Three navy men run into a shady producer who convinces them to invest into his new show. When they meet the show's female star attraction, they're sold. Have they become the latest showbiz players or just three more suckers?
Susan is about to be married, but the wedding may get called off after her fiancee summons three former beaus. Each reveals a different portrait of Susan: one describes her as a naive ... See full summary »
William A. Seiter
Based on James Barrie's play "Alice Sit-By-The-Fire". In turn-of-the-century New York, a young girl who believes she's learned "the seamy side of life" from a risque play takes it upon ... See full summary »
Bill Saunders, disturbed ex-soldier, kills a man in a postwar London pub brawl. Fleeing, he hides out in the apartment of lonely nurse Jane Wharton. Later, despite misgivings about his violent nature, Jane becomes involved with Bill, who resolves to reform. She gets him a job driving a medical supplies truck. But racketeer Harry Carter, who witnessed the killing, wants to use Bill's talents for crime.Written by
Rod Crawford <email@example.com>
Lancaster wanted to retain the novel's title in order to capitalize on its success. Universal and the MPAA had problems with it, so the studio tested "Blood on My Hands" and "Blood on the Moon." It eventually premiered under the more innocuous "The Unafraid" but eventually reverted back to the book's original title. See more »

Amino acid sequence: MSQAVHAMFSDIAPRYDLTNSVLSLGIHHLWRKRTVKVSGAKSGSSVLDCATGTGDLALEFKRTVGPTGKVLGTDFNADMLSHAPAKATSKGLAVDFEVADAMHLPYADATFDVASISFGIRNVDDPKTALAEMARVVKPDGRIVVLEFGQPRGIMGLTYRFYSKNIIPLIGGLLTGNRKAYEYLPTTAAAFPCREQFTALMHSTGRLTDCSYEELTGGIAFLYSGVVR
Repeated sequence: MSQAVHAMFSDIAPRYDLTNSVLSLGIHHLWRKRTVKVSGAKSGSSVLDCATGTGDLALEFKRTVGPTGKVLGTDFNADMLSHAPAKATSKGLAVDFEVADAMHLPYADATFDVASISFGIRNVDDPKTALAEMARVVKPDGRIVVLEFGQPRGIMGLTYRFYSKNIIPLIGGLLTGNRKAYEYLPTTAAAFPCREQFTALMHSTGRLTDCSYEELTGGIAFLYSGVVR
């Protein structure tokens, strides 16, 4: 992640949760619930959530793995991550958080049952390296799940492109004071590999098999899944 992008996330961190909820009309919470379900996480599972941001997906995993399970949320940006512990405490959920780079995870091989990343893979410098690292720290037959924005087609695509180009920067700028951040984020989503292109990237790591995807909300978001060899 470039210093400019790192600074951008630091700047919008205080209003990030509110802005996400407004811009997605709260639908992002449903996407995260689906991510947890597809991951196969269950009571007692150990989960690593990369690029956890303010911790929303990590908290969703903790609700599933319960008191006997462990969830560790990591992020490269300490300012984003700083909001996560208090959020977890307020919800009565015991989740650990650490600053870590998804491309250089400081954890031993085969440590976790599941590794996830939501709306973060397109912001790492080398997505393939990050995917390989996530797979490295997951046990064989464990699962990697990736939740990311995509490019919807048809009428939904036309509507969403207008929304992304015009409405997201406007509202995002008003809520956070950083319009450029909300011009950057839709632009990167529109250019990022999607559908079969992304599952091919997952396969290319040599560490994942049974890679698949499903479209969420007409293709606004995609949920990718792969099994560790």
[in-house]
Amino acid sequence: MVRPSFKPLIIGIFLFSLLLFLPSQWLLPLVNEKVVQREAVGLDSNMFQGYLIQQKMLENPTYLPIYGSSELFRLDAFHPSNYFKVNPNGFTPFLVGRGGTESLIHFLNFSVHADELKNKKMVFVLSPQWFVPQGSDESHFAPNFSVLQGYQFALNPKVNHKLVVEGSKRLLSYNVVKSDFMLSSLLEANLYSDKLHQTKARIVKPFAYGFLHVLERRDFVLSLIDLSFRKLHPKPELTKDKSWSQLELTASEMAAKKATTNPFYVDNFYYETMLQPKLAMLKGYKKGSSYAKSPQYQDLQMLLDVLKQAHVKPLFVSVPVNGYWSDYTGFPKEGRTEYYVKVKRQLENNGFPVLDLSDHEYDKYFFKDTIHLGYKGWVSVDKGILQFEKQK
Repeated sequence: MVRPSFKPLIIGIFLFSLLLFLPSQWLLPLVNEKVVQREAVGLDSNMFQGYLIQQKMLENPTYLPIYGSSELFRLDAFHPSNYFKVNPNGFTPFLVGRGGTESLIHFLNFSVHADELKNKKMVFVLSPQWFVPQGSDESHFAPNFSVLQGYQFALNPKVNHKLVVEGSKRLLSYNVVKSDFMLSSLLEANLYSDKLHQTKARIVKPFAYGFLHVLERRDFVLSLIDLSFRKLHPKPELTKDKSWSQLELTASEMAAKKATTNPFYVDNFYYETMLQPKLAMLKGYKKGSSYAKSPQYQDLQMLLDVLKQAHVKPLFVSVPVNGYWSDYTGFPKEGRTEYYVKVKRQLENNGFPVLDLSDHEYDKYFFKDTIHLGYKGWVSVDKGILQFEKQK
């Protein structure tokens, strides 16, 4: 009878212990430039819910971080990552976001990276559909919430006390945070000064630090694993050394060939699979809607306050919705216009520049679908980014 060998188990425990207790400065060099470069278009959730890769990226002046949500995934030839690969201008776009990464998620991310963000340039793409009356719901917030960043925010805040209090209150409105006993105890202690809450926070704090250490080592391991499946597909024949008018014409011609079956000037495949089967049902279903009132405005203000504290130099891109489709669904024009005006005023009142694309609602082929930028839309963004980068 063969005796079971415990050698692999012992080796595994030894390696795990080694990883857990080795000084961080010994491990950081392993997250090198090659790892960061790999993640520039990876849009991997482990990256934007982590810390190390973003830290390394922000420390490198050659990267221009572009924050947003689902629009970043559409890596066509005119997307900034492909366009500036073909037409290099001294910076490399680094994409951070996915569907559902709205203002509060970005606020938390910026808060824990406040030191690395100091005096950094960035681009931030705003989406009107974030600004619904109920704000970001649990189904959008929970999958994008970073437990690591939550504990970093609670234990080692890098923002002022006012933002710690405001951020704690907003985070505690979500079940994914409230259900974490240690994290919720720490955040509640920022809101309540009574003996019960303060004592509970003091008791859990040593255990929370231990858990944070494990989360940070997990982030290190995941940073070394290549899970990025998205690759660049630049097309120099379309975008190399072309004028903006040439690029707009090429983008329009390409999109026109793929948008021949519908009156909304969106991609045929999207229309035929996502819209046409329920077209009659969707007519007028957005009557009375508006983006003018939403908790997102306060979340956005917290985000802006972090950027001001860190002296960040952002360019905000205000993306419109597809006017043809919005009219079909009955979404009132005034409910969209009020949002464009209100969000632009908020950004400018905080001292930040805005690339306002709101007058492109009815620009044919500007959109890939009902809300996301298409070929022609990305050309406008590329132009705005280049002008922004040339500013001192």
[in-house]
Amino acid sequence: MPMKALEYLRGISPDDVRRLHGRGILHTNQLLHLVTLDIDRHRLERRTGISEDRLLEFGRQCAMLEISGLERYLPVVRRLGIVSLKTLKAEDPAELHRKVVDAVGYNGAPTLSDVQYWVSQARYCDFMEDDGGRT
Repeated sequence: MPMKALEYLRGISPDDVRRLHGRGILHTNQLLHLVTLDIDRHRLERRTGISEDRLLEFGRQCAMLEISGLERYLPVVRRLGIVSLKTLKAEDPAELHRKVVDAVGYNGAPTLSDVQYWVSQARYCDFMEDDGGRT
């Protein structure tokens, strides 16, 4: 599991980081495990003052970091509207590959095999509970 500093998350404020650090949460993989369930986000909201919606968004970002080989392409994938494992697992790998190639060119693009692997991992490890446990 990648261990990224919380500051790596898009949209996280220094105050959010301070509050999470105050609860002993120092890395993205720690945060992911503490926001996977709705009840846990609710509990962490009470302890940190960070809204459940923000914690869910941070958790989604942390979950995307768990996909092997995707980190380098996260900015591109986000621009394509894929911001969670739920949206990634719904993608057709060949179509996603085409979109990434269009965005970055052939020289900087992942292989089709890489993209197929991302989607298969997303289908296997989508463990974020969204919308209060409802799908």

The story takes place in England, where automobiles and trucks are right-hand drive; but the truck Bill drives is left-hand drive. See more »
[to Bill Saunders]
... furthermore, although these appear to be first offenses, in view of the brutal nature of the assault, I have no alternative but to direct that you receive eighteen lashes of the cat-o'-nine-tails.
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Doesn't quite live up to its lurid title...good performance by Fontaine...
What should have been a much more effective film with an absorbing, sometimes gripping story, is somehow turned into a tepid melodrama interesting only for the performances of the principal players--Burt Lancaster, Joan Fontaine and Robert Newton.
Basically, the story has hot tempered Lancaster running from the law and seeking shelter in Fontaine's apartment. Against her better judgment, she becomes involved with him but can't protect him from a blackmailer (Robert Newton) who has witnessed Lancaster's crime. Joan Fontaine gives a surprisingly strong performance in a confrontation scene with Newton that is the most gripping moment of the film. To tell any more would be to give the rest of the plot away.
As intense as Lancaster is, it's not a very well written role--there is definitely something lacking in the screenplay. Nor is the chemistry between him and Fontaine very strong or believable. She gives one of her better performances as the woman who just happens to cross paths with a killer.
The low key lighting gives the film a grim, film noir look that is appropriate for this kind of story, as does Miklos Rozsa's score although it does not rank with some of his best work. At best, it's a routine melodrama that could have been so much more.
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